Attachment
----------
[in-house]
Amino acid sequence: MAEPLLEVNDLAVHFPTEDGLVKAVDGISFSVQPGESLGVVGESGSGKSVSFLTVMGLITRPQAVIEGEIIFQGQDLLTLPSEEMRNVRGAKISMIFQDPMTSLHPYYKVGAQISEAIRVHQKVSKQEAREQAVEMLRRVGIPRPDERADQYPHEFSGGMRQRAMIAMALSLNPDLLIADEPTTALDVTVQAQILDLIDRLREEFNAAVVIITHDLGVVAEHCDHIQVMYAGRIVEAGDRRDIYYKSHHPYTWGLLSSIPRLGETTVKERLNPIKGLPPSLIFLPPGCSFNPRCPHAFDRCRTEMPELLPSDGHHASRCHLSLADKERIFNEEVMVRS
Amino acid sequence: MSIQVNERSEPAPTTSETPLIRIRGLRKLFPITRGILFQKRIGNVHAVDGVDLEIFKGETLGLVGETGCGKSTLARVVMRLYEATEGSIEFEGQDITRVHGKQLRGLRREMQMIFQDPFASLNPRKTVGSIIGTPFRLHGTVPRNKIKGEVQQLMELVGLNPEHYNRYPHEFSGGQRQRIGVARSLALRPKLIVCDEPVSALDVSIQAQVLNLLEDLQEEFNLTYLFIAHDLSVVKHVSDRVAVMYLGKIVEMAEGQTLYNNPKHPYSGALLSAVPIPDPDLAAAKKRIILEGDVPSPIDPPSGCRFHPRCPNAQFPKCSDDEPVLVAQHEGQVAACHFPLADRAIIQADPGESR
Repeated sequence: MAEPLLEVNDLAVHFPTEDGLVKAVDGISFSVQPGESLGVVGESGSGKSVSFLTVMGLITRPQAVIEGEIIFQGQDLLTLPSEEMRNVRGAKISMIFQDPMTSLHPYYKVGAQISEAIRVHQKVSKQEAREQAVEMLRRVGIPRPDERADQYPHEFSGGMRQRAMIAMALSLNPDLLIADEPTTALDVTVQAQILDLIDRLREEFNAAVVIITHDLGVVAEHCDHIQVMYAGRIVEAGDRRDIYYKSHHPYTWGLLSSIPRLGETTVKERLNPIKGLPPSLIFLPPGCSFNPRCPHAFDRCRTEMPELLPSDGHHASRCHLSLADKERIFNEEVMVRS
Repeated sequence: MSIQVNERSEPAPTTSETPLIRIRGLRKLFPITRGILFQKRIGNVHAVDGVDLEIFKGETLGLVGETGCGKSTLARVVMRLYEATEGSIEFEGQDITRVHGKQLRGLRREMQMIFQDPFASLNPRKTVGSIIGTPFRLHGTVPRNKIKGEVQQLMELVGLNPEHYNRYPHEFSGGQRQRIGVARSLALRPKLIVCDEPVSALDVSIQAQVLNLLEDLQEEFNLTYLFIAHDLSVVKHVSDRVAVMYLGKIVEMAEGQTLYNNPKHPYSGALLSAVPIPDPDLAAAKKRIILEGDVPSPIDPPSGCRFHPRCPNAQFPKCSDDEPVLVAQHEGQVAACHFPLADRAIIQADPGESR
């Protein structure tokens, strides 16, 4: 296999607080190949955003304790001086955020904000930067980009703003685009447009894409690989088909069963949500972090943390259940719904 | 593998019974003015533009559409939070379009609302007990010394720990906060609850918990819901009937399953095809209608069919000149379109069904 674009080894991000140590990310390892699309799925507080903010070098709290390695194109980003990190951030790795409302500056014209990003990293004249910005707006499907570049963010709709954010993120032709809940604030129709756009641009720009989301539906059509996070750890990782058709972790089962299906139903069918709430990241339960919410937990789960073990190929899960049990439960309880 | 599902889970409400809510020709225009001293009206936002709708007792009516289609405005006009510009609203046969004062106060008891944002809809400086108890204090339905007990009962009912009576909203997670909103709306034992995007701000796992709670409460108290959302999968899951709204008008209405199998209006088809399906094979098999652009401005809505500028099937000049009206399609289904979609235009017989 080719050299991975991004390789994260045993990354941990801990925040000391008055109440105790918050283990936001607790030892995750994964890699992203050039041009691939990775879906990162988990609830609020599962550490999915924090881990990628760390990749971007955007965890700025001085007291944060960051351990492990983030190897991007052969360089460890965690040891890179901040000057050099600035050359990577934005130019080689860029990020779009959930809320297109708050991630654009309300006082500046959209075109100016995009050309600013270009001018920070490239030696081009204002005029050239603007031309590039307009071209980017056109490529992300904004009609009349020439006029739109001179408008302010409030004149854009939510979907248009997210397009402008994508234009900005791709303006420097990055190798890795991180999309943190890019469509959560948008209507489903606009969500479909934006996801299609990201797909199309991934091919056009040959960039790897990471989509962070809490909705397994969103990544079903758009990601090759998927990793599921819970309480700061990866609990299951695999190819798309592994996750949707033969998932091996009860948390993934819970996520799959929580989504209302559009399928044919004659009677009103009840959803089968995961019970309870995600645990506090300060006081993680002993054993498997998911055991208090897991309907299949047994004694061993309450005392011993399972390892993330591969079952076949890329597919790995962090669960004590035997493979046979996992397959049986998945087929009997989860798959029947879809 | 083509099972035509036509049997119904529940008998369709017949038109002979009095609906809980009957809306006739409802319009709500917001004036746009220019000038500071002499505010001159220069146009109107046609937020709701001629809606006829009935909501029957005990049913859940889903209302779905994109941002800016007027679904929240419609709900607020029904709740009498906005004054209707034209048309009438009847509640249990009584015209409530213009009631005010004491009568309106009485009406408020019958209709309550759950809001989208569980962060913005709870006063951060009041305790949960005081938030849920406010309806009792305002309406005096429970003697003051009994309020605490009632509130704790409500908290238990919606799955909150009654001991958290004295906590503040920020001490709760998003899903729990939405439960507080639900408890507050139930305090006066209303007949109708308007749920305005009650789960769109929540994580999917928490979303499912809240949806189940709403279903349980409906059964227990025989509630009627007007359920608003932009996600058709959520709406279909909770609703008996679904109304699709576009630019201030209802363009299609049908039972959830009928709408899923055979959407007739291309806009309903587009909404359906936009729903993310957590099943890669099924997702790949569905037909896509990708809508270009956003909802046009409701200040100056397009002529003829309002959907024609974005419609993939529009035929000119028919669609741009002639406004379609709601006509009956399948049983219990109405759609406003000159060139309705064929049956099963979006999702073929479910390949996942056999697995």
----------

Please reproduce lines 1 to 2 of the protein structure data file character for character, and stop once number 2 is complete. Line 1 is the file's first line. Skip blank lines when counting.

[in-house]
Amino acid sequence: MAEPLLEVNDLAVHFPTEDGLVKAVDGISFSVQPGESLGVVGESGSGKSVSFLTVMGLITRPQAVIEGEIIFQGQDLLTLPSEEMRNVRGAKISMIFQDPMTSLHPYYKVGAQISEAIRVHQKVSKQEAREQAVEMLRRVGIPRPDERADQYPHEFSGGMRQRAMIAMALSLNPDLLIADEPTTALDVTVQAQILDLIDRLREEFNAAVVIITHDLGVVAEHCDHIQVMYAGRIVEAGDRRDIYYKSHHPYTWGLLSSIPRLGETTVKERLNPIKGLPPSLIFLPPGCSFNPRCPHAFDRCRTEMPELLPSDGHHASRCHLSLADKERIFNEEVMVRS